RD: How will your experience with Grantland shape you for running The Undefeated?
MD: Grantland, 538 and The Undefeated were, are, and will be successful ESPN content properties that live or lived outside the ESPN app and ESPN.com. Other than that similarity, the three of them are very different from creation, execution, premise, content, their audience, and their fit within ABC News and ESPN. Look, it is easy to fixate on the past. With Grantland I learned some things but I can’t tell you. Those are trade secrets. But my job is to ensure ESPN and my team learn from it and focus on the future and we are incredibly excited about the future of The Undefeated and the current and future of 538. And ESPN Films is maybe having the best year it has ever had with the OJ project being aired in June.
RD: If part of The Undefeated's mission is to be ESPN’s home for insightful black journalists and editors, should ESPN have done more to retain Wesley Morris, Rembert Browne and Jonathan Abrams?
MD: You have to understand people make their own choices. I am a huge fan of Wesley, Jonathan and Rembert and I celebrate their success wherever it is and support their choices.
RD: What is the television plan for The Undefeated talent?
MD: You have already seen a few on SportsCenter and [writer] Kelly Carter was on His and Hers. [Writer] Jesse Washington made his TV debut on his Charles Barkley story. We absolutely expect them on different shows, and we will be launching some podcasts. We will have a small studio in Washington D.C., where many of the staffers are based.
RD: How should the public and potential audience look at the delay it took for this brand to launch?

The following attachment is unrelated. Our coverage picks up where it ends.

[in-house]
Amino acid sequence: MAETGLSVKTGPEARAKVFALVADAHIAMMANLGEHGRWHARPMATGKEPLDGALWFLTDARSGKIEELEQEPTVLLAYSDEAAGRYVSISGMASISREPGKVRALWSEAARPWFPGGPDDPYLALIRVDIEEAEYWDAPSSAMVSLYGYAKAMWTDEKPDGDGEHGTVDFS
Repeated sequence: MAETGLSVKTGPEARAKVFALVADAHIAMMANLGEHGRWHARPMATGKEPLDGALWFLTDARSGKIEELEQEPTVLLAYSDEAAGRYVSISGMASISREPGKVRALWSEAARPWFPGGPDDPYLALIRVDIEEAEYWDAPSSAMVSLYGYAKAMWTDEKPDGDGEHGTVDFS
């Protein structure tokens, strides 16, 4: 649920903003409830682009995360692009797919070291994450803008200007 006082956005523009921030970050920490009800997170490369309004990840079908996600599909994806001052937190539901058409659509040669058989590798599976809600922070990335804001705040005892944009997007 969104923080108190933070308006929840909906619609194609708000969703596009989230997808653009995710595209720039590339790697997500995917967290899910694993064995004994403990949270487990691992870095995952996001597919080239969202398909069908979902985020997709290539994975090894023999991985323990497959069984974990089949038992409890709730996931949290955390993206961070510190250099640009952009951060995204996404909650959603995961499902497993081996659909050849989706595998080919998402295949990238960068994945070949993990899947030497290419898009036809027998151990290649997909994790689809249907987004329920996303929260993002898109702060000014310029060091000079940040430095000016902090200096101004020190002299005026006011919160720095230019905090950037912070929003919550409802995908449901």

MD: First, the general thing I’d say is startups are hard and take many twists and turns. But I would also tell you part of that was my doing. I only came on board during the end of [former editor] Jason Whitlock’s time at ESPN. I thought the most important thing that I could do was to be deliberate and get the right people. I felt a really strong commitment to the original team that was there. We call them The Magnificent Seven. They were hired by Jason and are really committed to the project and remain committed to the project. I really had an obligation to them. When I started, I talked to many people inside and outside ESPN, many candidates, friends, and people I respect in the industry. [The Undefeated’s new top editor] Kevin Merida’s name kept coming up. I reached out to Kevin and I thought we had no shot at getting him. He had an enormous reputation and a great job at the Washington Post. I remember I called him on a Saturday morning when he was at Newport Jazz Festival, the end of July. We didn’t announce him until the end of October. It took three months to get him on board. He is a deliberate guy, incredibly smart and creative. It was a thoughtful, important decision for him and I respected that.
After I hung up with him at Jazz Festival, I called John Skipper and said, “This is the guy we want. I need you to go meet him.” I knew John would also want to be onboard with him. John met Kevin for breakfast shortly thereafter and then I spent the next three months talking about what this project could be. It is a bit of a reboot but I knew Kevin was someone we really wanted. Raina Kelley was one of our best and respected editors at the magazine. When I met her in June, she was different than Kevin but amazing. The ideas were just flowing out of her and she was so passionate about this project. It took me awhile to get her on board. The most nervous I was for this project was when I introduced Kevin and Raina. I had been talking to each of them separately and I desperately wanted both of them. I thought they would be an amazing team. Kevin wanted to stay in D.C. which we agreed on and we agreed on centering the site in D.C. But it was really important to have a news desk in Bristol and Raina was happy to stay in Bristol. I knew they would make a phenomenal team but they had not met previously and I could not force them to be a team. In September I took the train down to D.C. with Raina. I introduced her to Kevin. We shared a drink and then I left them to have dinner. I got back on Amtrak and was a nervous wreck until the next morning. I just think we have an amazing team at the top and the talent they are recruiting is phenomenal. If you would have told me we would have [former Vibe chief content officer] Danyel Smith as an editor at The Undefeated, I would not have believed you.